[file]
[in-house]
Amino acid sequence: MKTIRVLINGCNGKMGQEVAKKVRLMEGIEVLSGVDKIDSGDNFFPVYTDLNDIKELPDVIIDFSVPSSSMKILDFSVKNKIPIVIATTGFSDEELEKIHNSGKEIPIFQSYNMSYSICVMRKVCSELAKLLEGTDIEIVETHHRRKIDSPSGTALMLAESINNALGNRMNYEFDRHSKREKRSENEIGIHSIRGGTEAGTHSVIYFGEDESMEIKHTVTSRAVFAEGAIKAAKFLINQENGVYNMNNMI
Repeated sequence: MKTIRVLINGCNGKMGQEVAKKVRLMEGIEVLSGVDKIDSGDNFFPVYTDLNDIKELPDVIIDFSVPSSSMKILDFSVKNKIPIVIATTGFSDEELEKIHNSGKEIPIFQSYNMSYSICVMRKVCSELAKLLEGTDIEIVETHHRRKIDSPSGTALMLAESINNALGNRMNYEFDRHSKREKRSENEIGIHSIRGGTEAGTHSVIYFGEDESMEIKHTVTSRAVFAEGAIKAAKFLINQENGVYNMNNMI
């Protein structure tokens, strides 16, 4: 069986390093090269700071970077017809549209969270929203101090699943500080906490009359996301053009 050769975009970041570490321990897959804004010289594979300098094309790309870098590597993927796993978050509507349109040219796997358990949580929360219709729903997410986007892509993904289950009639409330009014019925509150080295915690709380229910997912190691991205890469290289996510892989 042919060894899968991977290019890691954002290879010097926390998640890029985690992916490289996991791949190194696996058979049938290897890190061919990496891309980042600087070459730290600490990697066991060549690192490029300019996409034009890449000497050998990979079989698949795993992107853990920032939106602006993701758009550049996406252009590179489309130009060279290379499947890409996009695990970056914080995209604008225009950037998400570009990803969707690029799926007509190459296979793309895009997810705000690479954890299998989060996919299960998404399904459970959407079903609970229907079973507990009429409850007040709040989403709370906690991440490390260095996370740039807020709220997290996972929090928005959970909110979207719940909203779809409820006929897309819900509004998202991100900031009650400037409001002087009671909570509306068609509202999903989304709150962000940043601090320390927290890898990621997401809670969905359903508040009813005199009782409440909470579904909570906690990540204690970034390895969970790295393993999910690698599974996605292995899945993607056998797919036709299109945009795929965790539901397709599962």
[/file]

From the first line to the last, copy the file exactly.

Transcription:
[in-house]
Amino acid sequence: MKTIRVLINGCNGKMGQEVAKKVRLMEGIEVLSGVDKIDSGDNFFPVYTDLNDIKELPDVIIDFSVPSSSMKILDFSVKNKIPIVIATTGFSDEELEKIHNSGKEIPIFQSYNMSYSICVMRKVCSELAKLLEGTDIEIVETHHRRKIDSPSGTALMLAESINNALGNRMNYEFDRHSKREKRSENEIGIHSIRGGTEAGTHSVIYFGEDESMEIKHTVTSRAVFAEGAIKAAKFLINQENGVYNMNNMI
Repeated sequence: MKTIRVLINGCNGKMGQEVAKKVRLMEGIEVLSGVDKIDSGDNFFPVYTDLNDIKELPDVIIDFSVPSSSMKILDFSVKNKIPIVIATTGFSDEELEKIHNSGKEIPIFQSYNMSYSICVMRKVCSELAKLLEGTDIEIVETHHRRKIDSPSGTALMLAESINNALGNRMNYEFDRHSKREKRSENEIGIHSIRGGTEAGTHSVIYFGEDESMEIKHTVTSRAVFAEGAIKAAKFLINQENGVYNMNNMI
């Protein structure tokens, strides 16, 4: 069986390093090269700071970077017809549209969270929203101090699943500080906490009359996301053009 050769975009970041570490321990897959804004010289594979300098094309790309870098590597993927796993978050509507349109040219796997358990949580929360219709729903997410986007892509993904289950009639409330009014019925509150080295915690709380229910997912190691991205890469290289996510892989 042919060894899968991977290019890691954002290879010097926390998640890029985690992916490289996991791949190194696996058979049938290897890190061919990496891309980042600087070459730290600490990697066991060549690192490029300019996409034009890449000497050998990979079989698949795993992107853990920032939106602006993701758009550049996406252009590179489309130009060279290379499947890409996009695990970056914080995209604008225009950037998400570009990803969707690029799926007509190459296979793309895009997810705000690479954890299998989060996919299960998404399904459970959407079903609970229907079973507990009429409850007040709040989403709370906690991440490390260095996370740039807020709220997290996972929090928005959970909110979207719940909203779809409820006929897309819900509004998202991100900031009650400037409001002087009671909570509306068609509202999903989304709150962000940043601090320390927290890898990621997401809670969905359903508040009813005199009782409440909470579904909570906690990540204690970034390895969970790295393993999910690698599974996605292995899945993607056998797919036709299109945009795929965790539901397709599962």